What is an array? Wikipedia would tell you - "In computer science an array is a data structure consisting of a group of elements that are accessed by indexing. In most programming languages each element has the same data type and the array occupies a contiguous area of storage." - which is correct, but still a bit unclear. An array is, quite simply, a memory structure (variable) that allows you to store more than one value. Usually these values are associated somehow logically.

For instance, suppose you need to store and retrieve 10 different IP addresses. Which would be easier, having 10 different variables, presumably $ipAddr1 - $ipAddr10, or a single variable with multiple values associated - $ipAddr[0] - $ipAddr[9]? This is exactly what an array does, and one of the reasons you might use one. Arrays are also one of the fastest, most efficient ways to store large numbers of strings in an iRule. This can prove extremely useful in scenarios where you're doing things like IP based connection limiting or the like, where you need to store a vast number of strings, and associate another piece of data with them.


Arrays are made up of three parts, the array name, which references the structure itself, the indexes, which are the values used as pointers to reference the data stored in relation to those indexes, and the values, which are referenced via the indexes, and are usually the data you're trying to store or retrieve. To clarify:

  array set colorcount {   # colorcount is the array name for this example
     green 5               # On this line, green represents an index
     blue  4               # Here the number 4 represents a value. 
  }                        # If I wanted to later find out how many green items were stored in this array, 
                           # I could retrieve that value by calling the array name with the appropriate index, 
                           # like this: $colorcount(green), which would return the associated value, 5.

There is plenty of documentation out there about arrays and how they work, but we want to focus specifically on the use of arrays in iRules, and as such arrays in TCL. Arrays in TCL happen to be a little bit different than the average structure, so let's clarify a bit more. TCL arrays are actually hash tables and don't actually have anything in common with the data structures called arrays in many other programming languages. A TCL array provides a rapid answer to the question "is there a value associated with this key". Arrays in most languages can only be indexed by integers (Meaning $ipAddr[1], $ipAddr[2]) wheras arrays in TCL are really "Associative Arrays", meaning they, like nearly everything else in TCL, are built based off of strings. Because of this, it means that you can use any string value as an index in your array, rather than just integers (I.E. $ipAddr[1], $ipAddr[last], $ipAddr[first], $ipAddr[$host]). This is why we're able to use green and blue as indexes in the above example, rather than being forced to use an integer to index the values.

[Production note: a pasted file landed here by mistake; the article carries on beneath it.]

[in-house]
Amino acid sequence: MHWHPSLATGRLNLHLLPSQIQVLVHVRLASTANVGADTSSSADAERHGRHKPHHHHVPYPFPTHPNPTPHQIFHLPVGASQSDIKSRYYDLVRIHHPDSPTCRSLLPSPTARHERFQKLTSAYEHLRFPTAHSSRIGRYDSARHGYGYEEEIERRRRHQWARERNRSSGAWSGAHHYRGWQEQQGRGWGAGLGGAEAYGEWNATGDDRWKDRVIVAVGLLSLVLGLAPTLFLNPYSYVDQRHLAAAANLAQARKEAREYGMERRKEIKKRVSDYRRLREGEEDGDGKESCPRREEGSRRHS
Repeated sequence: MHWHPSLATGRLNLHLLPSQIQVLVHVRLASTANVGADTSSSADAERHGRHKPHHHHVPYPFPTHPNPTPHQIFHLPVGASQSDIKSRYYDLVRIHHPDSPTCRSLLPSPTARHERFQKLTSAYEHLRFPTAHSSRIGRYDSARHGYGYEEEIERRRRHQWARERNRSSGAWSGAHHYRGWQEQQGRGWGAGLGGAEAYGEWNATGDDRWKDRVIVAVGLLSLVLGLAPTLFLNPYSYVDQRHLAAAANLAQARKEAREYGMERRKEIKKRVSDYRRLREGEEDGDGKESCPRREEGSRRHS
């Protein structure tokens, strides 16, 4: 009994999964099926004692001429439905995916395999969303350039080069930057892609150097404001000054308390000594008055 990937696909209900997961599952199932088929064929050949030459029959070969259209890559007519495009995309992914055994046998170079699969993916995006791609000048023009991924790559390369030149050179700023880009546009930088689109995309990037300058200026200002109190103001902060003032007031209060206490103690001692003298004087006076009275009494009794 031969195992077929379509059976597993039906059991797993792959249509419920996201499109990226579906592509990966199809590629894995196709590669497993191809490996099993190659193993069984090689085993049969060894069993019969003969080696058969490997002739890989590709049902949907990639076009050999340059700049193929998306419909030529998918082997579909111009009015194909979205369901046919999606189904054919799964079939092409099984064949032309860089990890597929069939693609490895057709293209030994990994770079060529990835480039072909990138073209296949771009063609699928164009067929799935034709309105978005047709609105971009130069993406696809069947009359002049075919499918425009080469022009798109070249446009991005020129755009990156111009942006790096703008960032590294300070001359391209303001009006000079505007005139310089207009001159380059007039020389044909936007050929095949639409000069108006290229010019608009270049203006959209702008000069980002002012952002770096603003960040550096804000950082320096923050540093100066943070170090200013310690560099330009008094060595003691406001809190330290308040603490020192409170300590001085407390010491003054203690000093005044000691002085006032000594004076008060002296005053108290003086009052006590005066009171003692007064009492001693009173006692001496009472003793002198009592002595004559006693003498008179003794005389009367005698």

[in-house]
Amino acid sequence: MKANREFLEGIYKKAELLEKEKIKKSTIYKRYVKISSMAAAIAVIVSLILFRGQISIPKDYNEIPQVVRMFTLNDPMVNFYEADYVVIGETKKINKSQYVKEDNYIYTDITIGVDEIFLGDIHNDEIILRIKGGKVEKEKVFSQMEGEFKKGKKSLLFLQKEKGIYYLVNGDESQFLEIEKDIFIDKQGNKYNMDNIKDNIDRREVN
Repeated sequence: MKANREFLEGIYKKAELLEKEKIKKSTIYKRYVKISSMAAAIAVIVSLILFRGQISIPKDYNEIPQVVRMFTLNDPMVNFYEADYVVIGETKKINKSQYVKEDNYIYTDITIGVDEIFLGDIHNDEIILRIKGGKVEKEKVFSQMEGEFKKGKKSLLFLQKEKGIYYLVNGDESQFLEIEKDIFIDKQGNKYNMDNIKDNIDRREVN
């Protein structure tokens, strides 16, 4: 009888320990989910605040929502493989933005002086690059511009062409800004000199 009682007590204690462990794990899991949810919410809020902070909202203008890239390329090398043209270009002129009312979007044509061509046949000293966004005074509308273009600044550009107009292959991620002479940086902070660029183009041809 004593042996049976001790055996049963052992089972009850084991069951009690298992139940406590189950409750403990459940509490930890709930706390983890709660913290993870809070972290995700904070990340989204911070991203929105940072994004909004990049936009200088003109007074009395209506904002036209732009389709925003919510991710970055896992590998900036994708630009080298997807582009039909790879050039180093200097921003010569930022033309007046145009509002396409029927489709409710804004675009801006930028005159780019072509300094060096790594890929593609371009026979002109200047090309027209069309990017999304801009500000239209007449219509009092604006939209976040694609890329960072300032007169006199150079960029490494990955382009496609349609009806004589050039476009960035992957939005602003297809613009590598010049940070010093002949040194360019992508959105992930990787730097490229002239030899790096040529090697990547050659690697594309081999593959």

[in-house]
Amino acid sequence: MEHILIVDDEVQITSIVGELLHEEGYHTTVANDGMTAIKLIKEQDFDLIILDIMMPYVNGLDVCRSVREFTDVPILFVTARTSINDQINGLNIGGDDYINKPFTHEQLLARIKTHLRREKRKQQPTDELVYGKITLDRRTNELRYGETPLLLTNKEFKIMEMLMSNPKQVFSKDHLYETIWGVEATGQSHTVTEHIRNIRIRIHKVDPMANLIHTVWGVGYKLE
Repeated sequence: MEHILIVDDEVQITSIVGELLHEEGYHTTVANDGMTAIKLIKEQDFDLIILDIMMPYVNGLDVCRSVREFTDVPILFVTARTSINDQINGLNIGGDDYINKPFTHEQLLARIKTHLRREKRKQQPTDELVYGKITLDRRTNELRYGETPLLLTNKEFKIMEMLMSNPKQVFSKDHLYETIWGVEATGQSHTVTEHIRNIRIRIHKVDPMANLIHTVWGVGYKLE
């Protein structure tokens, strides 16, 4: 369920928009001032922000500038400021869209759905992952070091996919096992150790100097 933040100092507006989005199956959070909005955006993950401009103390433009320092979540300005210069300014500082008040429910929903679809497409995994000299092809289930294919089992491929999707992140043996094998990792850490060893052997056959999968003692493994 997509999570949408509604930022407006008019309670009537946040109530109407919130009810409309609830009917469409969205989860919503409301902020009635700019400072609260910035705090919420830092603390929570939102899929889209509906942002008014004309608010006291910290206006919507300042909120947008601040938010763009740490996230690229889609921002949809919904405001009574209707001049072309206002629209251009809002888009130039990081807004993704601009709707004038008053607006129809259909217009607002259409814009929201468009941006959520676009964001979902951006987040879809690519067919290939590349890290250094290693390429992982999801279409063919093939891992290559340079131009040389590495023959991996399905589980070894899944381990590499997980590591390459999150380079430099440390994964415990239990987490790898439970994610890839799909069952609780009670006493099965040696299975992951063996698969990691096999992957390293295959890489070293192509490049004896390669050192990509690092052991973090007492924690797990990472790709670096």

TCL Arrays have many functions that go along with them. There are array functions to set, get, remove, update, search and much more. Many of these can be extremely useful. We'll cover a few of them here. For more complete documentation I strongly recommend checking out the sourceforge TCL array documentation.

First let's look at array set:

array set arrayName list
Sets the values of one or more elements in arrayName. list must have a form like that returned by array get, consisting of an even number of elements. Each odd-numbered element in list is treated as an element name within arrayName, and the following element in list is used as a new value for that array element. If the variable arrayName does not already exist and list is empty, arrayName is created with an empty array value.

We've already gone over a simple array set example in the code above. This shows how you would create a simple array by manually setting the indexes and values. Keep in mind, though, that these values can also be set in a more dynamic fashion by referencing other variables, such as: